Americans should be allowed to choose the products they’d like regardless how efficient or inefficient they are. That’s how capitalism works, right? Shouldn’t consumers do their own research rather than rely on the government to tell them what to buy?
Compliance with the EPA’s 608 is a mandatory part of HVAC contracting. Techs are required to gain certification by an EPA-approved organization and pass their tests or else they are unqualified to work in the field.
Of course, reclaimers can only reclaim what contractors and technicians recover, and while the R-22 numbers may never match the hoped-for projections, the industry is already looking to the future and preparing to address new challenges in a post-hydrochlorofluorocarbon (HCFC) world that also is likely facing a phasedown of hydrofluorocarbons (HFCs).
If we’re going to make America great again; if we’re going to keep jobs here, we have got to teach people trades again. And we will. We will. Send your kids to trade school. Teach them a trade. If they want to go on to get a four-year degree, they can. They can pay for it with the money they earned in their trade.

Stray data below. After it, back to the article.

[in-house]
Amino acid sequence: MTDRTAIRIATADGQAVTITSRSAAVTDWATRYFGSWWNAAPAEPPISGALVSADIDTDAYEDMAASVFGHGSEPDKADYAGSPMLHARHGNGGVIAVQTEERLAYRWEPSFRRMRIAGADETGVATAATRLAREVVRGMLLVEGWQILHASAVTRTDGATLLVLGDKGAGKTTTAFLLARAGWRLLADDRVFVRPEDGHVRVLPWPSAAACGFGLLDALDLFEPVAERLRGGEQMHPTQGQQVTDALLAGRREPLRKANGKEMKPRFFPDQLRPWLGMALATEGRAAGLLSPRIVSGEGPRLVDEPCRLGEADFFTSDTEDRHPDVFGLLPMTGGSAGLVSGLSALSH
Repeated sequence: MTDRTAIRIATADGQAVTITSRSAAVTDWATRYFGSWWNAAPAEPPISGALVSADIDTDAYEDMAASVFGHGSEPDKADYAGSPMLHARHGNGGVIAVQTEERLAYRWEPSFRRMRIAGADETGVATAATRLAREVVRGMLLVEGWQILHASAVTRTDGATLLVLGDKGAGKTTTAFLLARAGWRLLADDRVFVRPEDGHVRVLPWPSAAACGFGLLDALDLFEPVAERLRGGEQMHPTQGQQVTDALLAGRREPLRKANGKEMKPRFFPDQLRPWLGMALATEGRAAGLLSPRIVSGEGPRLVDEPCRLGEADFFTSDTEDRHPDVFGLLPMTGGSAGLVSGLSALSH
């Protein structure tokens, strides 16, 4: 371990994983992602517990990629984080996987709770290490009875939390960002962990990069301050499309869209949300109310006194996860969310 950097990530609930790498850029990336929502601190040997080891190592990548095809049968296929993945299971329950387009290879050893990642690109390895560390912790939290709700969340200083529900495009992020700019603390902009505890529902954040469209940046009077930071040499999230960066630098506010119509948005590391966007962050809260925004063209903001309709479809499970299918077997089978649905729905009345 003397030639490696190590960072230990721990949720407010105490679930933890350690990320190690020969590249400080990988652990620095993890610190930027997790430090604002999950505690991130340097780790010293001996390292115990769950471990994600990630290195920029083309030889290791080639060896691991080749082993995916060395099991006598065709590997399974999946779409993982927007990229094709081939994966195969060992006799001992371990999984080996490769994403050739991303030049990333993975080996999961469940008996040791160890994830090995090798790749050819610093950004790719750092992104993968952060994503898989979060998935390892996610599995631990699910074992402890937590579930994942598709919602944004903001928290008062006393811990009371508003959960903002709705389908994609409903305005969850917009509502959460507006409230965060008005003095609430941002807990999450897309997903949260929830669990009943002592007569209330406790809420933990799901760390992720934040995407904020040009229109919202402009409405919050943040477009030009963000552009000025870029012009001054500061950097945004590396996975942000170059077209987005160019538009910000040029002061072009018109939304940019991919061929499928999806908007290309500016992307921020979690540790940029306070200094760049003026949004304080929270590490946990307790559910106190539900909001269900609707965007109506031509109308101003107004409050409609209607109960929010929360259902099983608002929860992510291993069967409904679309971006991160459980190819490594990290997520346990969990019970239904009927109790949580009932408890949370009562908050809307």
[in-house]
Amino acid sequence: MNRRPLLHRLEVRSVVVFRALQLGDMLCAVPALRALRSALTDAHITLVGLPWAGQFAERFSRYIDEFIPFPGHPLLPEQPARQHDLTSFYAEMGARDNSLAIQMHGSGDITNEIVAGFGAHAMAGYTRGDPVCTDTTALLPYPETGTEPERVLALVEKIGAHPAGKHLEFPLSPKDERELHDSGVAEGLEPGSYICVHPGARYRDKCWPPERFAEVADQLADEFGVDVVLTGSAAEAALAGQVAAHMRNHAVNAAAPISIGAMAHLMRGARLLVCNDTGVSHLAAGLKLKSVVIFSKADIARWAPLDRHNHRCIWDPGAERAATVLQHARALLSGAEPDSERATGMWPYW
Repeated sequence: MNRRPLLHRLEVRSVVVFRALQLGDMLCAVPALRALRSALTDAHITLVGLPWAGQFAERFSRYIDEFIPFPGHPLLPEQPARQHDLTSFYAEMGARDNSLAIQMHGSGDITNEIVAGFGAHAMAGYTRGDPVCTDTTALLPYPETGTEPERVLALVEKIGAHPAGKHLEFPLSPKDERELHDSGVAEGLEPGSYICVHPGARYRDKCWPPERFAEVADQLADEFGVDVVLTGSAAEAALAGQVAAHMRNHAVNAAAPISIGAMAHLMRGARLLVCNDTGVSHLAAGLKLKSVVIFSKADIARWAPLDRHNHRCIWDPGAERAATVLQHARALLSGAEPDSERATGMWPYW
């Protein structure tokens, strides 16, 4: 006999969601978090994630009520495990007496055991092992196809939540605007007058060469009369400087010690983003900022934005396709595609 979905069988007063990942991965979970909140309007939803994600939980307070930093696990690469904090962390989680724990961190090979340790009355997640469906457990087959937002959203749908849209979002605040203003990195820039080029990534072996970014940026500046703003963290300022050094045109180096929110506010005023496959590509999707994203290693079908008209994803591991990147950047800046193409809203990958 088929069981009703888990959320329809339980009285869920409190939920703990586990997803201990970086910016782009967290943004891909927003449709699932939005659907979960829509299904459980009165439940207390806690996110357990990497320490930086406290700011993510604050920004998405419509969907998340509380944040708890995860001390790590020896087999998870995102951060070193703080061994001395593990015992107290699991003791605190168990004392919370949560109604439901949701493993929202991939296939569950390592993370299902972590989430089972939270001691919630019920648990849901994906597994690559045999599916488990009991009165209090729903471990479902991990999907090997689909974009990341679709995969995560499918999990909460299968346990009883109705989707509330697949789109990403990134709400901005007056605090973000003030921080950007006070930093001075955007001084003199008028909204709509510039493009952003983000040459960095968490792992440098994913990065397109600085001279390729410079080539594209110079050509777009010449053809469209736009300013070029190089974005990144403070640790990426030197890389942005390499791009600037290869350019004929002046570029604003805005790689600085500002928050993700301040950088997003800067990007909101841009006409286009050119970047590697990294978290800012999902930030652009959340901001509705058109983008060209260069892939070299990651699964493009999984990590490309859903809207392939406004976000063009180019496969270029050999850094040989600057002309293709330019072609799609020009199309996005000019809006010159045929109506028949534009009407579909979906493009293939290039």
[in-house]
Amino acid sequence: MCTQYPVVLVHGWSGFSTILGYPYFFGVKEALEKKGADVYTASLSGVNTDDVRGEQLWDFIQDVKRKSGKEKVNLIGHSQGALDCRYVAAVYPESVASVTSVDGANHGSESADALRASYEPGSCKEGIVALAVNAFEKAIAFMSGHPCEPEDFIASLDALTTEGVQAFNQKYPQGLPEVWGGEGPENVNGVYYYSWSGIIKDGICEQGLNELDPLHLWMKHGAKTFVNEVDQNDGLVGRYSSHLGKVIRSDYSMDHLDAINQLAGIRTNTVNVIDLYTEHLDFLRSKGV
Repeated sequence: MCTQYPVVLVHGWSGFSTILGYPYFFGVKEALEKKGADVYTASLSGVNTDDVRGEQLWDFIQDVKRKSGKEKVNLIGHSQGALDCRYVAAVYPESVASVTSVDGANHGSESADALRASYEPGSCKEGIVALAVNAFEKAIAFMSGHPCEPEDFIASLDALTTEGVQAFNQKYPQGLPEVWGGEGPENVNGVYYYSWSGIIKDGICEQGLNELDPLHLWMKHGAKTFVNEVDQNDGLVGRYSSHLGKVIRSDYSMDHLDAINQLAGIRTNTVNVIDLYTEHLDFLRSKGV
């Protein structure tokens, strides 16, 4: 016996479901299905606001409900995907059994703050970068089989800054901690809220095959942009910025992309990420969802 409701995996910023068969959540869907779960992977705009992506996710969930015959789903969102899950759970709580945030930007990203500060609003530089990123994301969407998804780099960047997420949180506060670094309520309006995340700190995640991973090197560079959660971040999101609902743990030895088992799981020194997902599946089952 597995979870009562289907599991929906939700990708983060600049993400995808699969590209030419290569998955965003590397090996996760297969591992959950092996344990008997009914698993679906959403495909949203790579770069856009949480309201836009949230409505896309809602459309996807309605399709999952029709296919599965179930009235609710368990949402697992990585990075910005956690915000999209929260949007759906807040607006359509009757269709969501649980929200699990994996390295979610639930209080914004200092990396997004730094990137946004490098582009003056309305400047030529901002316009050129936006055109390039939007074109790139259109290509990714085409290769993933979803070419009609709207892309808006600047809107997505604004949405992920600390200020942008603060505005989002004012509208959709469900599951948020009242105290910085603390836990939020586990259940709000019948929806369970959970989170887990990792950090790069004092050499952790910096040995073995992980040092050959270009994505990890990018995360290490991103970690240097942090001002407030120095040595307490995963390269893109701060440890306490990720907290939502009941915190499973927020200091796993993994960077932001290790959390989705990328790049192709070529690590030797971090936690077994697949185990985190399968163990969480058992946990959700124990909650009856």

Alternative to R-22 and R-404A approved under SNAP program
January 3, 2017
Arkema’s Forane® 449B (R-449B) refrigerant has been approved by the U.S. Environmental Protection Agency (EPA) for use in multiple refrigeration applications under the agency’s Significant New Alternatives Policy (SNAP) program.
Starting in 2024, the three HFC refrigerants will be deemed “unacceptable” in new liquid chillers under the U.S. Environmental Protection Agency’s (EPA’s) Significant New Alternatives Policy (SNAP) program.